Overwhelmed and overworked: LASA’s Custodian shortage

Somaya Jimenez-Haham, Staff Writer

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Trash bins overflow with wrappers and food, tumbling out of the top. A thin film of dust coats the floor, and grime leaves the table surfaces sticky and textured. The understaffed team of custodians, although working tirelessly, has had trouble sufficiently cleaning both LASA and LBJ schools.

LASA assistant principal San Czaplinski said the custodian shortage has had a large impact on students and faculty. She receives texts and calls on a daily basis about rooms which need to be swept, as well as basic needs such as cleaning spills.

“There’s a health issue, in my opinion, which we need to address,” Czaplinski said. “Bathrooms, for example, are often out of toilet paper, or hand towels, or soap, for handwashing. … The flu is obviously something we’re addressing right now, so that’s a big concern. I know teachers have resorted to getting Clorox wipes that they use in their classrooms and hand sanitizer for students and things like that.”

LASA sent out an announcement to teachers saying if they wanted a broom and dustpan, they could request one. These supplies were delivered the last week of February. Czaplinski said she has already seen teachers come in early to sweep their classrooms.

“That’s a little frustrating to see, to be honest,” Czaplinski said. “I feel like teachers already are so spread thin with responsibilities and other expectations that the last thing you want is ‘Okay, you also have to clean your classroom.’”

English teacher Elisha Adelman has had students needing to work in the hallway because their allergies were so bad as a result of all the dirt on the floor.

“If I come in before school and I notice the floor is dirty, and that I need to sweep, I’m sweeping instead of doing other things,” Adelman said. “I can technically make up that time at some point, but time is finite, and that might be a time that I’m sweeping and talking to students about their work, instead of just talking to a student. … And there is always the concern about bugs, other related germs.”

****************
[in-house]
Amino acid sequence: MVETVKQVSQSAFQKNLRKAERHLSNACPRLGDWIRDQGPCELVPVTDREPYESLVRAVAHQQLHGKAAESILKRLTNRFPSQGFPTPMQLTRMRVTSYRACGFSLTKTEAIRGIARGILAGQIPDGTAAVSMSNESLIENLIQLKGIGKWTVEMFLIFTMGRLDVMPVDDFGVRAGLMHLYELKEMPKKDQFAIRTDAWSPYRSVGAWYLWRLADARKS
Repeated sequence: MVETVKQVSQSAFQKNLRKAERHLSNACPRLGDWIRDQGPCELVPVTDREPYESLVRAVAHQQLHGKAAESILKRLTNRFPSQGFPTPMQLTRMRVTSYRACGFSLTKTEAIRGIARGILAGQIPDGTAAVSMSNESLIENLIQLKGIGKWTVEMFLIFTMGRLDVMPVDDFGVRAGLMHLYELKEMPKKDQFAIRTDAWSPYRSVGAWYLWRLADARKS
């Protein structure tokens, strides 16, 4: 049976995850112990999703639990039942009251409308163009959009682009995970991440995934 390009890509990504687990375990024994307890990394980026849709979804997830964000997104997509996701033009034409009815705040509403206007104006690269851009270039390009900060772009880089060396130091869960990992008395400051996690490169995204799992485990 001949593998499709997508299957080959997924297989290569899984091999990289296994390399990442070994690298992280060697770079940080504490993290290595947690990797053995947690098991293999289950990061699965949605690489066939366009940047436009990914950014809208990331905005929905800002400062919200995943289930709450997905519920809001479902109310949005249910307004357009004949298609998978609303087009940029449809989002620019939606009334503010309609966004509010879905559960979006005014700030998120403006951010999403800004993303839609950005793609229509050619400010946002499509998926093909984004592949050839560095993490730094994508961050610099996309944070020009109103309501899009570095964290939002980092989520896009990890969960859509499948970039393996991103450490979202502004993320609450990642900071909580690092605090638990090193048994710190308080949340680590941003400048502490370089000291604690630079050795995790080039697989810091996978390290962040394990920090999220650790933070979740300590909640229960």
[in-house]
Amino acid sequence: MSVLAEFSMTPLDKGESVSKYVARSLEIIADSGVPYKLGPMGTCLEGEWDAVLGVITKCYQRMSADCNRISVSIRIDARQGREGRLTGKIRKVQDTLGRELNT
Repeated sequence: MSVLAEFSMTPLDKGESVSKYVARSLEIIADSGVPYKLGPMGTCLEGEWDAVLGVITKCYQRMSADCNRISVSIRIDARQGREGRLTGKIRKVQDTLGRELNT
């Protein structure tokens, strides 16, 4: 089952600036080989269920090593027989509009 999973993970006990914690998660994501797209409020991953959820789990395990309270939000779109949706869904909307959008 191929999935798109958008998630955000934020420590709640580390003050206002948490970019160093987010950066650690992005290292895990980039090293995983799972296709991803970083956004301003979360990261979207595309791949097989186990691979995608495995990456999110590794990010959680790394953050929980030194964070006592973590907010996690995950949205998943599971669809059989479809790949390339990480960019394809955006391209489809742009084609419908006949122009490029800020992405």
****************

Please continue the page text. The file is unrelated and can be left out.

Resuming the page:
Czaplinski said the shortage in the custodial department has only started to worsen in the past two years. She believes the morale has hit a low.

“I would say that the concern of a custodial cleaning is beyond a shortage, to be honest,” Czaplinski said. “It’s progressively getting worse. Now I think that the current supervisor with LBJ is really really good and he’s on top of it. [He is] helping them…get a better grasp of their team and helping them motivating the team and getting them all on board.”

Head custodian Steve Davis has worked on the campus for four years. According to Davis, both he and his staff have to pick up where they are short on staff during shortages, and Davis often ends up working late hours.

“We have to separate [the school] into sections, which will be all the custodians who have to have four rooms, three rooms, two rooms, bathrooms, and halls,” Davis said. “So, that means I have to break it down everywhere, so everybody’s doing something. ”

Czaplinski said the school had three open positions at the beginning of the year, one of which is for a custodian on medical leave. However, one of the two completely vacant spots has been filled, and the second position is in the process of being filled.

“We have had substitutes from the service center that they’ll send over, but those are not consistent,” Czaplinski said. “Also, it could change from one sub one day, and a totally different sub another day. This means that you’re having to explain procedures or areas in rooms that need to be addressed to different people, and that also takes time.”

Davis is thankful for all the help from both schools with duties such as putting out trash or recycling and stacking chairs. He wants to recognize his staff for all the hard work they have done.

“There [are] not enough words to say thank you, because when you’re three people short in a big school like LBJ, it really means a lot when everybody pitches in and helps,” Davis said. “I know it wasn’t easy, but I really thank them for bearing with me and understanding. I want to tell our teachers, the principals, and each and everyone, I thank them for every little thing they’ve done. Even when they pick up a piece of paper off the floor, and throw it in the trash for us, I just want to say thank you.”